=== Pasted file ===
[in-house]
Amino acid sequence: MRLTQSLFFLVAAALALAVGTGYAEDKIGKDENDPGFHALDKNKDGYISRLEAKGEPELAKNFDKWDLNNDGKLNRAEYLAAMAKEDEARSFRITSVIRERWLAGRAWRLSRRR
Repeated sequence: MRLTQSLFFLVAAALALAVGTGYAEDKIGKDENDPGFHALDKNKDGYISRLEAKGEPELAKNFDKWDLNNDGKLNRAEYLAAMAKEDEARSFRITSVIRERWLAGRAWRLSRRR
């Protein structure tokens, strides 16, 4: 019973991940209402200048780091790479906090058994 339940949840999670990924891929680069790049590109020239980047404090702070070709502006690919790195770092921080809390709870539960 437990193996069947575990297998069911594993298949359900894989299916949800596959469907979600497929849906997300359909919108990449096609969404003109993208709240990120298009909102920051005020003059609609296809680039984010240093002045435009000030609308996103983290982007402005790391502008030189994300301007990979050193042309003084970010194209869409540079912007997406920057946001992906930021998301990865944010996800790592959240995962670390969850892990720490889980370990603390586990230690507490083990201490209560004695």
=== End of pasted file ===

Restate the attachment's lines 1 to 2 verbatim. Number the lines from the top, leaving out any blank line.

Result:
[in-house]
Amino acid sequence: MRLTQSLFFLVAAALALAVGTGYAEDKIGKDENDPGFHALDKNKDGYISRLEAKGEPELAKNFDKWDLNNDGKLNRAEYLAAMAKEDEARSFRITSVIRERWLAGRAWRLSRRR